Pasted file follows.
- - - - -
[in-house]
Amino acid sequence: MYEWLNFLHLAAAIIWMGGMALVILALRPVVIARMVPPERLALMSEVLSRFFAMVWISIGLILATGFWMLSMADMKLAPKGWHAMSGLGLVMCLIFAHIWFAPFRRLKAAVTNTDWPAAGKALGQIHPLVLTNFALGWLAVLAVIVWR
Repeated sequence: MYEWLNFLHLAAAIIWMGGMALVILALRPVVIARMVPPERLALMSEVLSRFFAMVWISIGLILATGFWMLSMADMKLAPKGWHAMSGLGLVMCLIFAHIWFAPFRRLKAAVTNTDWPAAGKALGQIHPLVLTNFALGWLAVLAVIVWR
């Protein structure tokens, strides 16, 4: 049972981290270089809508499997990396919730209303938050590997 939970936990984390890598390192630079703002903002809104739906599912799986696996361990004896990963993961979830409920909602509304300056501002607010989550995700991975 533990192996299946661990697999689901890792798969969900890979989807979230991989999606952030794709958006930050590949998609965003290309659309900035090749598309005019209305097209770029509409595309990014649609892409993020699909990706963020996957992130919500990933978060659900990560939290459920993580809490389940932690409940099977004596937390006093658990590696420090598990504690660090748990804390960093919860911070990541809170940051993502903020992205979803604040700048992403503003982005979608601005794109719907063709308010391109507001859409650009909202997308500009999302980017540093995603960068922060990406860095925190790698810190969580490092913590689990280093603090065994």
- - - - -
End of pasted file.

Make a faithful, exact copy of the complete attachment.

[in-house]
Amino acid sequence: MYEWLNFLHLAAAIIWMGGMALVILALRPVVIARMVPPERLALMSEVLSRFFAMVWISIGLILATGFWMLSMADMKLAPKGWHAMSGLGLVMCLIFAHIWFAPFRRLKAAVTNTDWPAAGKALGQIHPLVLTNFALGWLAVLAVIVWR
Repeated sequence: MYEWLNFLHLAAAIIWMGGMALVILALRPVVIARMVPPERLALMSEVLSRFFAMVWISIGLILATGFWMLSMADMKLAPKGWHAMSGLGLVMCLIFAHIWFAPFRRLKAAVTNTDWPAAGKALGQIHPLVLTNFALGWLAVLAVIVWR
């Protein structure tokens, strides 16, 4: 049972981290270089809508499997990396919730209303938050590997 939970936990984390890598390192630079703002903002809104739906599912799986696996361990004896990963993961979830409920909602509304300056501002607010989550995700991975 533990192996299946661990697999689901890792798969969900890979989807979230991989999606952030794709958006930050590949998609965003290309659309900035090749598309005019209305097209770029509409595309990014649609892409993020699909990706963020996957992130919500990933978060659900990560939290459920993580809490389940932690409940099977004596937390006093658990590696420090598990504690660090748990804390960093919860911070990541809170940051993502903020992205979803604040700048992403503003982005979608601005794109719907063709308010391109507001859409650009909202997308500009999302980017540093995603960068922060990406860095925190790698810190969580490092913590689990280093603090065994």